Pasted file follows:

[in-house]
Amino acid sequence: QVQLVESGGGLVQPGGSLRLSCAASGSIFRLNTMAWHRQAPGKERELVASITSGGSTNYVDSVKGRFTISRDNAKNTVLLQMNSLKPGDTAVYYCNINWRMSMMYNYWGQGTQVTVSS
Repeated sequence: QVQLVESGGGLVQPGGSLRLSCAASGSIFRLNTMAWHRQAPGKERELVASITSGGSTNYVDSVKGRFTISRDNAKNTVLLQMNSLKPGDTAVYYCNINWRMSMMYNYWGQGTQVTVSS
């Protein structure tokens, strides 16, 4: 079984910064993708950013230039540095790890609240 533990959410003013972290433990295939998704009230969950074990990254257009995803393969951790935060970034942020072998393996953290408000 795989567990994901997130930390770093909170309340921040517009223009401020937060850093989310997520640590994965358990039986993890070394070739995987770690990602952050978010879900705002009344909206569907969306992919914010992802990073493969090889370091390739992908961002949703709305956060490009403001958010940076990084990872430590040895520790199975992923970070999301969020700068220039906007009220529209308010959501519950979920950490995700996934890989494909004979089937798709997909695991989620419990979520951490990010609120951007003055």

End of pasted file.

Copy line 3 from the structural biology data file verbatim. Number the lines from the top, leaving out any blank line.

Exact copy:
Repeated sequence: QVQLVESGGGLVQPGGSLRLSCAASGSIFRLNTMAWHRQAPGKERELVASITSGGSTNYVDSVKGRFTISRDNAKNTVLLQMNSLKPGDTAVYYCNINWRMSMMYNYWGQGTQVTVSS